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  1. #1

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    Went back and listened to some old TM instrumental cuts on You Tube - I had most of his albums back in the 60's. Always liked his stuff because he didn't get too far from the melody. Great player for sure. Any other Mottola fans out there? I also used to have a book of transcriptions of the sound effects he did from an old 50's TV show called "Danger" - he used combs and waxed paper and all sorts of things to get the effects. I believe he did all the sound for the show - just him. He wrapped his 'A' under the 'E' to get a snare drum effect - really cool stuff.

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    The Jazz Guitar Chord Dictionary
     
  3. #2

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    I LOVED his stuff. He got in with that Enoch Light label and was heard more often on "easy listening" stations than anywhere else but I do remember being in high school, (this is true) being in a dentist's office and overhead there was AMAZING chord soloing. That's when I started collecting Tony Mattola records. I have quite a few vinyls of him. LOTS of strings, but maybe one pure chord solo or trio per record. And of course his D'Angelico was pretty too.

    David

  4. #3

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    One of my Mother's favorite tunes was "Always". It was the one played at her wedding. For her it is an emotional connection to her departed husband and my Dad, so I recently learned Tony Mottola's version. Still working on Lenny Breau's version.




  5. #4

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    Rob, try the Hank Garland version. It's on "Jazz Winds From A New Direction". Every guitar player should own that one.

  6. #5

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    Go back to his 30s 40's duet recordings w his teacher, the great Carl Kress.

    Like this ...

  7. #6

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    Or this.....


  8. #7

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    I'm no way an autograph hound but I did get him to sign my copy of Fun On The Frets back in the day.

  9. #8

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    Quote Originally Posted by sgosnell View Post
    Rob, try the Hank Garland version. It's on "Jazz Winds From A New Direction". Every guitar player should own that one.
    Thanks, I have that LP and I forgot he played "Always" on it. I'll check it out tonight.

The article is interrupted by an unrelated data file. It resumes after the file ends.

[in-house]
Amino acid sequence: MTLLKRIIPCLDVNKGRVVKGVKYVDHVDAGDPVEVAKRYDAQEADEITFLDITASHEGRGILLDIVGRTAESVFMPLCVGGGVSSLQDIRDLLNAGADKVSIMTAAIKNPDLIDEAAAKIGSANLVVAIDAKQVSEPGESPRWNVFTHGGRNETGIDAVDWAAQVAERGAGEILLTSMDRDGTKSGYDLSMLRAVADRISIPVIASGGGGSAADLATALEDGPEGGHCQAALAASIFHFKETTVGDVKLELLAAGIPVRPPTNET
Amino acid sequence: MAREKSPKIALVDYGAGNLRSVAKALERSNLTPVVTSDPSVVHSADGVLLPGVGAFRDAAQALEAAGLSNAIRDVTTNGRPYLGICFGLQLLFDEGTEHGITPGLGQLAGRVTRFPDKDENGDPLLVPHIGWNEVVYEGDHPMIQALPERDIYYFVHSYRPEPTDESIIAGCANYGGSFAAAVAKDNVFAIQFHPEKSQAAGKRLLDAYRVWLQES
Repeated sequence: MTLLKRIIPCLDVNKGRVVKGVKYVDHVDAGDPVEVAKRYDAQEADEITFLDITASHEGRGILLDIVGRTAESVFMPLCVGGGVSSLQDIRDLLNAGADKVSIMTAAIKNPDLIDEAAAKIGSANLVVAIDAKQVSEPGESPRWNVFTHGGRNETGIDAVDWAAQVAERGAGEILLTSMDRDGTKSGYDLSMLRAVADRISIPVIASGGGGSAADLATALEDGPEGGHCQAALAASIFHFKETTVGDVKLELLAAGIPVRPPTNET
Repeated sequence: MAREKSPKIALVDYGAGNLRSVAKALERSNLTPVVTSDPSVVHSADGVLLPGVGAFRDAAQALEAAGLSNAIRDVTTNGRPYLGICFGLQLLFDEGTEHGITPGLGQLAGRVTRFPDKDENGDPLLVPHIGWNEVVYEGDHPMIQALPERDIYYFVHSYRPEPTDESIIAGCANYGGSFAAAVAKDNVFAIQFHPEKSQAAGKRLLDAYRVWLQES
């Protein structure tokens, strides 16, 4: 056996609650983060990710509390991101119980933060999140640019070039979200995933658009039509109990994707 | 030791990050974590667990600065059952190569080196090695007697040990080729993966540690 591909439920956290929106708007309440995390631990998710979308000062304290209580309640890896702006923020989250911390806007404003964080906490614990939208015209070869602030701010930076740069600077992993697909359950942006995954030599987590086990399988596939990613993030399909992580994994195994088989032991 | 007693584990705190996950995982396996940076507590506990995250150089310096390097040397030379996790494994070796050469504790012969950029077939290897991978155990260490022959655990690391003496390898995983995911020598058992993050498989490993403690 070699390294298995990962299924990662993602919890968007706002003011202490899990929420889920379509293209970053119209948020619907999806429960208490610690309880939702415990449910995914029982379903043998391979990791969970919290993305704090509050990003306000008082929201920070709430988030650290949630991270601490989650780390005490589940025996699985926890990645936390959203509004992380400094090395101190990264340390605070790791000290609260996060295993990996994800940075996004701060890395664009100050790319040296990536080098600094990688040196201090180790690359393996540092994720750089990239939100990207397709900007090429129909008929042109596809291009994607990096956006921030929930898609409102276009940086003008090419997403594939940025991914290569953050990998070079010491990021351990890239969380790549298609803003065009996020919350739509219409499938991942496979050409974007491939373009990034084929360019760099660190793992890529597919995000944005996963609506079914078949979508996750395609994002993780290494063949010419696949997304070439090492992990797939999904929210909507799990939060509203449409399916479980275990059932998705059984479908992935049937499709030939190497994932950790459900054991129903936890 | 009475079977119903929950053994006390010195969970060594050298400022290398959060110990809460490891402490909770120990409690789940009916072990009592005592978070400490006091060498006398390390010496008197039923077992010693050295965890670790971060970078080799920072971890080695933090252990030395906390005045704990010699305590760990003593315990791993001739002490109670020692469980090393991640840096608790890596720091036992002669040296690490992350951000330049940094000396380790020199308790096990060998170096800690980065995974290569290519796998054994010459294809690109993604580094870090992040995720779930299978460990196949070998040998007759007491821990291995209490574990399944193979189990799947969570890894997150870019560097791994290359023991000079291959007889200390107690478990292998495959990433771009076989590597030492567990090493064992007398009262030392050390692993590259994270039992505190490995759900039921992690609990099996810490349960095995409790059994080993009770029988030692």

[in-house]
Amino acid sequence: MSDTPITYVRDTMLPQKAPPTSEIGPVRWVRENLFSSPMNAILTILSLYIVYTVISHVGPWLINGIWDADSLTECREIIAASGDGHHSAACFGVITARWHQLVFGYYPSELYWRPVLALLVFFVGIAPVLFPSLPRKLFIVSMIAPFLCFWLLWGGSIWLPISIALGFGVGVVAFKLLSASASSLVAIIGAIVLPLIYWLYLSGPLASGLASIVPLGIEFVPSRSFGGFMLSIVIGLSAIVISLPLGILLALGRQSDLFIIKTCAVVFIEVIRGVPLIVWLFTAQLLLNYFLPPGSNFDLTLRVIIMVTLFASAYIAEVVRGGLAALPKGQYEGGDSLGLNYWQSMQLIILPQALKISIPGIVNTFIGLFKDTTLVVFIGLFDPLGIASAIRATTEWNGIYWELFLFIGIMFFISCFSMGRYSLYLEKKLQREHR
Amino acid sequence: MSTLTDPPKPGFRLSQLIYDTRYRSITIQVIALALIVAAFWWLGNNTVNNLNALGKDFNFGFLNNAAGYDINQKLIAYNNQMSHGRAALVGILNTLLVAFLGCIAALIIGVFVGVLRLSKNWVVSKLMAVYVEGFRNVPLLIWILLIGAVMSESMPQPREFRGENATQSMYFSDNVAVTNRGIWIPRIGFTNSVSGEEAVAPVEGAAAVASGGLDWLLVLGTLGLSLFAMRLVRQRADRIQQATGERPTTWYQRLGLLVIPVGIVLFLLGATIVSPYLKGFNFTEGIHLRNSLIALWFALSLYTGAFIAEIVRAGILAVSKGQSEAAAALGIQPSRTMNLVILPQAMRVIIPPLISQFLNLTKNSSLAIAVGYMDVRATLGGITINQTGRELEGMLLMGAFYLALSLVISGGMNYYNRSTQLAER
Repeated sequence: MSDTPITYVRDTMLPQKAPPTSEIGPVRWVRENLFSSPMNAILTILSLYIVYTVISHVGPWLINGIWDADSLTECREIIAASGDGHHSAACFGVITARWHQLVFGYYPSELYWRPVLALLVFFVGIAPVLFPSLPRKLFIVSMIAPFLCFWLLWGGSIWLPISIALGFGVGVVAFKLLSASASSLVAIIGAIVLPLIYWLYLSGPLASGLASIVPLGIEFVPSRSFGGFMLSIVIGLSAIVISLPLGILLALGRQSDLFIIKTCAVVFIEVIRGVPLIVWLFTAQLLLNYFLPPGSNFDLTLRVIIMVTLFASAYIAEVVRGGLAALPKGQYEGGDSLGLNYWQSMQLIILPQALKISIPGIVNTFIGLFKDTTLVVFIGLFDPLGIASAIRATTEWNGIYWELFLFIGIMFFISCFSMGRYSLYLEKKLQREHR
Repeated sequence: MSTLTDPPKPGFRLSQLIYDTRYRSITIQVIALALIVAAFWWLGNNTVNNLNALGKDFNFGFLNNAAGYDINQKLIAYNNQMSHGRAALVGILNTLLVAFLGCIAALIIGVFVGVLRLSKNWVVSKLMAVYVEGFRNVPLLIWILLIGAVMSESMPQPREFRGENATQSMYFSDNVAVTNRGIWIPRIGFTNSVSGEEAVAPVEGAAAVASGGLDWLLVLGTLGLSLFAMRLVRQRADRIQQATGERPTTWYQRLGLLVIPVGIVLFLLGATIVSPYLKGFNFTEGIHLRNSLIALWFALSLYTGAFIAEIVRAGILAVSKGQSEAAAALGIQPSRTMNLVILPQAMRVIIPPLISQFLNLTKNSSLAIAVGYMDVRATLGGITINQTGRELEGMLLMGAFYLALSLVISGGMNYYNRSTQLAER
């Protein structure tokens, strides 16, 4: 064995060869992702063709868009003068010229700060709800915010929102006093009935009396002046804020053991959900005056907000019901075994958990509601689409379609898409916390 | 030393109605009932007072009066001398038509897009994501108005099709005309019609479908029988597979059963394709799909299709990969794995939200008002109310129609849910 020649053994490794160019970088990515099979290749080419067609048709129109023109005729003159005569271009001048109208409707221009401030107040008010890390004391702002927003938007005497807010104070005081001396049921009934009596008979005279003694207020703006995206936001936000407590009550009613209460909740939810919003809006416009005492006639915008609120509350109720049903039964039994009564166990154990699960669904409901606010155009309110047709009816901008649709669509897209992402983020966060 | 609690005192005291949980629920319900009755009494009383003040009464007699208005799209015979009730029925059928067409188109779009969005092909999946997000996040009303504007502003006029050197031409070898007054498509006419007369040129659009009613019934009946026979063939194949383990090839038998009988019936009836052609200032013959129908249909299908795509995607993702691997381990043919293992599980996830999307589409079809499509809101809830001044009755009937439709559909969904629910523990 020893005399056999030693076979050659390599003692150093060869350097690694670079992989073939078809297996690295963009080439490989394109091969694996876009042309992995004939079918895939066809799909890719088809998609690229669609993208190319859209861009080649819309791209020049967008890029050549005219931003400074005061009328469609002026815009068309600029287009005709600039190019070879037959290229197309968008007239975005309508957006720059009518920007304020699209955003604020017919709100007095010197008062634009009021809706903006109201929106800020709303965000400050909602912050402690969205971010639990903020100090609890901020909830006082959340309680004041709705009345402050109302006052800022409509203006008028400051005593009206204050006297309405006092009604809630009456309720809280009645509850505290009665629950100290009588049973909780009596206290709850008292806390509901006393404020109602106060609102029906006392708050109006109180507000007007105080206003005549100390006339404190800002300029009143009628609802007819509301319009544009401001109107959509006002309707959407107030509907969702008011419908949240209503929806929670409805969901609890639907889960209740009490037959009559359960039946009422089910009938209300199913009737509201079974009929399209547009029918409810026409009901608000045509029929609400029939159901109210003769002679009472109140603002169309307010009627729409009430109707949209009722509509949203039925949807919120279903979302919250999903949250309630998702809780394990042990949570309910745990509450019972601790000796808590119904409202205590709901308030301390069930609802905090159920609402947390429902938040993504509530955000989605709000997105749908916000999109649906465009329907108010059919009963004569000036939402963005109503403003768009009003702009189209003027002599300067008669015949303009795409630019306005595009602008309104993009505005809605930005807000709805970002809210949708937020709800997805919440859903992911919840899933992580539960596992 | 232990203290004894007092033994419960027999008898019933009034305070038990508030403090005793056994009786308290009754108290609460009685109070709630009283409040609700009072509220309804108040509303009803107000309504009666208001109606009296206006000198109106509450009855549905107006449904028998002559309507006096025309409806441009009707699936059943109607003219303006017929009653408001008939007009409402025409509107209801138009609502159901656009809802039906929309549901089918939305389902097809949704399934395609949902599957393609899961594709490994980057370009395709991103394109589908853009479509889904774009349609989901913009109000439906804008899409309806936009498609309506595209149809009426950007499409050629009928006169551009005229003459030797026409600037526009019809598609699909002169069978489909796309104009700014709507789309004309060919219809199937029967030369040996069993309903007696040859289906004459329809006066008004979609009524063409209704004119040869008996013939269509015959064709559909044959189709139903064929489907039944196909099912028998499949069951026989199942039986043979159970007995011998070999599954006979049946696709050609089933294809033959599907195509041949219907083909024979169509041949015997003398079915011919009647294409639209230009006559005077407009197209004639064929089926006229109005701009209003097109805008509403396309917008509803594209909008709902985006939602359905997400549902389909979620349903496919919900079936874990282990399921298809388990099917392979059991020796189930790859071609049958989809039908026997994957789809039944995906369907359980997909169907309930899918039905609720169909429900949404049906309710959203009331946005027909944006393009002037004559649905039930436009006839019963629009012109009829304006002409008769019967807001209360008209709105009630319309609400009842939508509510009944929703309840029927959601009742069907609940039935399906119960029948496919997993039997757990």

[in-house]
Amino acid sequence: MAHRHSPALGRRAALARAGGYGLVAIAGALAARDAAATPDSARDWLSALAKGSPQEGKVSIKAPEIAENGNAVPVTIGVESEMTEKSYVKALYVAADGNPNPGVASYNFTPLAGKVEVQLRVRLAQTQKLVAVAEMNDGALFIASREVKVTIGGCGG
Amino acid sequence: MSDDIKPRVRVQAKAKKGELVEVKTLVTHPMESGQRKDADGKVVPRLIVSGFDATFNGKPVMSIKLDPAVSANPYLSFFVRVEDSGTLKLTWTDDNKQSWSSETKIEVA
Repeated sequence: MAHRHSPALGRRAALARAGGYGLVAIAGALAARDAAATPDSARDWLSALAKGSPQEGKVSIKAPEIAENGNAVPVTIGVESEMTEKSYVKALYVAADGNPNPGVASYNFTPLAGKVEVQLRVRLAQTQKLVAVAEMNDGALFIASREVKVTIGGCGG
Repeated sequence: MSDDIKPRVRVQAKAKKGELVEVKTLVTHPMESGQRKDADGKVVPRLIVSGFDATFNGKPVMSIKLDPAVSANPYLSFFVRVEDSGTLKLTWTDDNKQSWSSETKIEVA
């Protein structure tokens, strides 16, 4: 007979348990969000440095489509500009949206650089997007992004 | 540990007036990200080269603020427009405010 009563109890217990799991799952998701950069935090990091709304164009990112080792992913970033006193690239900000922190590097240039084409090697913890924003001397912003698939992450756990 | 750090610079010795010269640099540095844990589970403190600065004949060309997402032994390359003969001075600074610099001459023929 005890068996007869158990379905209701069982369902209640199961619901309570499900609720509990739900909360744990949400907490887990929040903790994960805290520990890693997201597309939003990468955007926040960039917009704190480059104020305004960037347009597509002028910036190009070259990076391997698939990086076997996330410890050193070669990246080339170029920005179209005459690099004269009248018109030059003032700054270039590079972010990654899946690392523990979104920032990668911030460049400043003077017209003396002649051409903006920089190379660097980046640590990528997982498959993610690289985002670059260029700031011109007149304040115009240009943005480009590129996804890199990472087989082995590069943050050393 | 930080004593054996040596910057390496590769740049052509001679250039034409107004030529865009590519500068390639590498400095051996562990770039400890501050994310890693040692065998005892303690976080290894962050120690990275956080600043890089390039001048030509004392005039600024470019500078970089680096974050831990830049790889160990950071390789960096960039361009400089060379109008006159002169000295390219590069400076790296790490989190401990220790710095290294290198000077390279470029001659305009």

10. #9

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    Tony Mottola has always been one of my favorite guitarists. He had that fat, gorgeous sound - especially on his unaccompanied chord melody solos. His solo chord melody arrangements remind me a lot of Johnny Smith's because they are full of textural contrast and so well thought out.

    I've transcribed 3 different Mottola chord melody solos so far including "My Favorite Things, Bewitched Bothered and Bewildered, and Stella By Starlight. I can't remember which albums they were from but if you can find the recordings of those solos you will never forget them.

    Regards,
    Steven Herron
    Learn To Play Chord Melody Guitar

  11. #10

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    Looked up his wiki (with only a single mention of being a guitarist, and this in an R&B cover band!) and was sort of shocked that he is only 68.

  12. #11

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    Quote Originally Posted by zdub View Post
    Looked up his wiki (with only a single mention of being a guitarist, and this in an R&B cover band!) and was sort of shocked that he is only 68.

    Try looking up TONY Mottola, not TOMMY.

    Danny W.

  13. #12

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    Who are we talking about that is only 68 ? Tony died in 2004. And yes, he was always one of my favs too. Back in the 70s you could hear a lot of his playing over muzac they called it, piped in over the department stores....you could tell in 3 or 4 notes it was him playing. I think I have just about every recording he ever made...some recordings I liked a lot, others not as much, but then thats true of just about every one. Thanks or bringing up MR BIG, I think they called him....he was also staff guitarist on Johnny Carson show or one of those...maybe it was back in the days of Jack Parr...I am showing my age now !

  14. #13

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    Quote Originally Posted by danny w. View Post
    try looking up tony mottola, not tommy.

    Danny w.

    big woops!!

  15. #14

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    Quote Originally Posted by pcpicker47 View Post
    Who are we talking about that is only 68 ? Tony died in 2004. And yes, he was always one of my favs too. Back in the 70s you could hear a lot of his playing over muzac they called it, piped in over the department stores....you could tell in 3 or 4 notes it was him playing. I think I have just about every recording he ever made...some recordings I liked a lot, others not as much, but then thats true of just about every one. Thanks or bringing up MR BIG, I think they called him....he was also staff guitarist on Johnny Carson show or one of those...maybe it was back in the days of Jack Parr...I am showing my age now !